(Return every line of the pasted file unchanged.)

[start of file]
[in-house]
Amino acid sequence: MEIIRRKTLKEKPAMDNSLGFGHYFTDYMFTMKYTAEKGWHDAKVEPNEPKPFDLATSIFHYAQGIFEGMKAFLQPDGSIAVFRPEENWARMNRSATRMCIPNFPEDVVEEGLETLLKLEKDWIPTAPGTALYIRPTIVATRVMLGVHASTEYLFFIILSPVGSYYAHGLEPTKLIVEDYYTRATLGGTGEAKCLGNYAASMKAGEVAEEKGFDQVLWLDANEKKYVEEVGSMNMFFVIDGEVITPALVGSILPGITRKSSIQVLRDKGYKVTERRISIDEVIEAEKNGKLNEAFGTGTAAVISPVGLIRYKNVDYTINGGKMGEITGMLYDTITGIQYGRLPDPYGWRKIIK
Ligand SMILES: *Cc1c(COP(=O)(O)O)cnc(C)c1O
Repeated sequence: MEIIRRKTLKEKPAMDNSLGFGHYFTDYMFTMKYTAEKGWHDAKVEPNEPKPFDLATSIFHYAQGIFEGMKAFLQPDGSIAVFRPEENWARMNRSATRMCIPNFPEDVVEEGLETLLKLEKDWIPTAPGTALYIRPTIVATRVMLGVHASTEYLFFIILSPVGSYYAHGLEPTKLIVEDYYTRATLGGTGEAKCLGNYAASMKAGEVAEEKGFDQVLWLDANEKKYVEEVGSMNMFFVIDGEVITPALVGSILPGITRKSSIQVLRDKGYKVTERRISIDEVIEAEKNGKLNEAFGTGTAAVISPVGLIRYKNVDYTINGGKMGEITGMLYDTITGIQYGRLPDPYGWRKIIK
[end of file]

[in-house]
Amino acid sequence: MEIIRRKTLKEKPAMDNSLGFGHYFTDYMFTMKYTAEKGWHDAKVEPNEPKPFDLATSIFHYAQGIFEGMKAFLQPDGSIAVFRPEENWARMNRSATRMCIPNFPEDVVEEGLETLLKLEKDWIPTAPGTALYIRPTIVATRVMLGVHASTEYLFFIILSPVGSYYAHGLEPTKLIVEDYYTRATLGGTGEAKCLGNYAASMKAGEVAEEKGFDQVLWLDANEKKYVEEVGSMNMFFVIDGEVITPALVGSILPGITRKSSIQVLRDKGYKVTERRISIDEVIEAEKNGKLNEAFGTGTAAVISPVGLIRYKNVDYTINGGKMGEITGMLYDTITGIQYGRLPDPYGWRKIIK
Ligand SMILES: *Cc1c(COP(=O)(O)O)cnc(C)c1O
Repeated sequence: MEIIRRKTLKEKPAMDNSLGFGHYFTDYMFTMKYTAEKGWHDAKVEPNEPKPFDLATSIFHYAQGIFEGMKAFLQPDGSIAVFRPEENWARMNRSATRMCIPNFPEDVVEEGLETLLKLEKDWIPTAPGTALYIRPTIVATRVMLGVHASTEYLFFIILSPVGSYYAHGLEPTKLIVEDYYTRATLGGTGEAKCLGNYAASMKAGEVAEEKGFDQVLWLDANEKKYVEEVGSMNMFFVIDGEVITPALVGSILPGITRKSSIQVLRDKGYKVTERRISIDEVIEAEKNGKLNEAFGTGTAAVISPVGLIRYKNVDYTINGGKMGEITGMLYDTITGIQYGRLPDPYGWRKIIK